Daniel asserts that the meaning of history is that God's kingdom is coming. As it does, faithful people persevere in their work for God. In this Tyndale commentary, Paul House shows how Daniel rewards readers who embrace its historical, literary, and theological features as key means of personal and community formation.
Ernest C. Lucas identifies the central theme of the book of Daniel as the sovereignty of the God of Israel. With even-handedness and clarity, he demonstrates that there is much in Daniel that is readily understandable and applicable, and that there are also theological depths that are rewarding for those willing to wrestle with the issues they raise.
J. G. McConville offers a theological interpretation of Deuteronomy, arguing that in the context of the ancient world this Old Testament book should be understood as the radical blueprint for the life of a people.
This reference work explores the images, symbols, motifs, metaphors, figures of speech, and literary patterns found in the Bible. With over 800 articles by over 100 expert contributors, this is an inviting, enlightening and indispensable companion to the reading, study, contemplation and enjoyment of the Bible.
Showcasing the work of a new generation of scholars, this volume surveys scholarship and method in historical Jesus studies, New Testament textual criticism and more. Nearly all 175 articles have been reconceived and rewritten to reflect developments in the field since the 1992 edition.
Written by known experts and edited by Craig A. Evans and Stanley E. Porter, this reference work with its full bibliographies and cross-references to other volumes in the series is the best for researching the New Testament in its ancient setting.
This dictionary provides focused study on Acts, Hebrews, the General Epistles and Revelation, as well as on the apostolic fathers and early Christianity up through the middle of the second century. Edited by Ralph P. Martin and Peter H. Davids.
Editors Bill T. Arnold and Hugh G. M. Williamson present more than 160 in-depth articles on the essential historical, literary, theological, interpretive and background topics for studying the historical books of the Old Testament (Joshua, Judges, 1-2 Samuel, 1-2 Kings, 1-2 Chronicles, Ezra, Nehemiah).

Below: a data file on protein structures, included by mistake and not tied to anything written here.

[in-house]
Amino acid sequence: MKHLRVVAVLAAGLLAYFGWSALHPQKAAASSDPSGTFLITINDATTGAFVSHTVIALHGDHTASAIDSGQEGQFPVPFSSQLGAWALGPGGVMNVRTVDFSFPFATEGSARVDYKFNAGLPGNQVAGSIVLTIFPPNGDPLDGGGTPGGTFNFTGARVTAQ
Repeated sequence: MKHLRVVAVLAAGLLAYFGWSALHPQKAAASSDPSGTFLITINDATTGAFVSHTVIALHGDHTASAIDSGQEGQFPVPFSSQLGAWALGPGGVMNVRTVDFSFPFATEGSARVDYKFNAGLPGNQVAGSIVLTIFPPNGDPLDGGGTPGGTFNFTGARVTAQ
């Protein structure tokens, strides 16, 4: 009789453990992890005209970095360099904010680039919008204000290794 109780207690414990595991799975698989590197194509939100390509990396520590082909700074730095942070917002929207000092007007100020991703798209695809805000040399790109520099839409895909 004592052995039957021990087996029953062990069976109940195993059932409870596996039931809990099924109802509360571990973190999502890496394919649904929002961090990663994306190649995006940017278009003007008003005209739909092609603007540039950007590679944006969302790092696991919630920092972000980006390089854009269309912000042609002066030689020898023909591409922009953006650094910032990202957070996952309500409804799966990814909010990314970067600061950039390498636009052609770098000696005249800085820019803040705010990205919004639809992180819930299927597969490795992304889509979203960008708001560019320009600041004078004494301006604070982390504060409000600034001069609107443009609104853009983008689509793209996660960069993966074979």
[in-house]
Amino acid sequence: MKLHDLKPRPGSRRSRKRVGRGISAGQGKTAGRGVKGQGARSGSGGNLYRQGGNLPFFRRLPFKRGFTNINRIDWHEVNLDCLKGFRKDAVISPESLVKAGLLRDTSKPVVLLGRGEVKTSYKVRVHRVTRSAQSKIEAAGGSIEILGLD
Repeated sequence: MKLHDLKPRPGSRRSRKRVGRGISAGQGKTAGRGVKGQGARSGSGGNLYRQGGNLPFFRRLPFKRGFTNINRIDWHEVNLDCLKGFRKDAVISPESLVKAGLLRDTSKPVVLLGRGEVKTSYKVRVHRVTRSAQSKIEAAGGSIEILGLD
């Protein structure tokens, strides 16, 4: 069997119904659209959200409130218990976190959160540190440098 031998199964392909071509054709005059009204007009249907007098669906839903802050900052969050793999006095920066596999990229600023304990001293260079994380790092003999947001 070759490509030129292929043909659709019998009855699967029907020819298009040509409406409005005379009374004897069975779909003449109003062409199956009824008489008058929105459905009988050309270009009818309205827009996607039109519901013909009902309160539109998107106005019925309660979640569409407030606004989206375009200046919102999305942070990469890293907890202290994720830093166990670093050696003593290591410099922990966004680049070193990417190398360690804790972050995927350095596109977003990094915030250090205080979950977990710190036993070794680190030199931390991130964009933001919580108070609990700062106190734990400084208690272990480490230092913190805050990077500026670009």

This Apollos Old Testament Commentary volume by Daniel J. Estes expounds the books of Ecclesiastes and Song of Songs in a scholarly manner, and it shows the relevance of these important books to today's readers. Edited by David W. Baker and Gordon J. Wenham, the series is intended to serve the needs of those who preach from the Old Testament.
This three-volume encyclopedia offers unparalleled, comprehensive coverage of the people, places and ideas of ancient Christianity, with 3,220 articles by an international team of 266 scholars, covering eight centuries and drawing upon fields from archaeology, architecture, and biography to ecclesiology, geography, and theology.
Discover firsthand the Reformers' innovative readings of the Old Testament prophets Ezekiel and Daniel. Familiar passages like Ezekiel's vision of the wheels or Daniel's four beasts are revitalized as they take the stage at this pivotal moment in history.
In this first volume of the Reformation Commentary on Scripture, you will encounter the reformers? fervor for the gospel of justification by faith as they retrieve it from these two letters of Paul. Spanning Latin, German, French, Dutch and English authors from a variety of streams within the Protestant movement, this commentary speaks with singular passion to a diverse contemporary church.
This ACCS volume on Genesis 1-11 illuminates significant writings by the early church fathers on creation, fall, and redemption as well as on the theological relationship between Adam and Christ. Genesis 1–11 opens up a treasure house of ancient wisdom—allowing these faithful witnesses to speak with eloquence and intellectual acumen to the church today.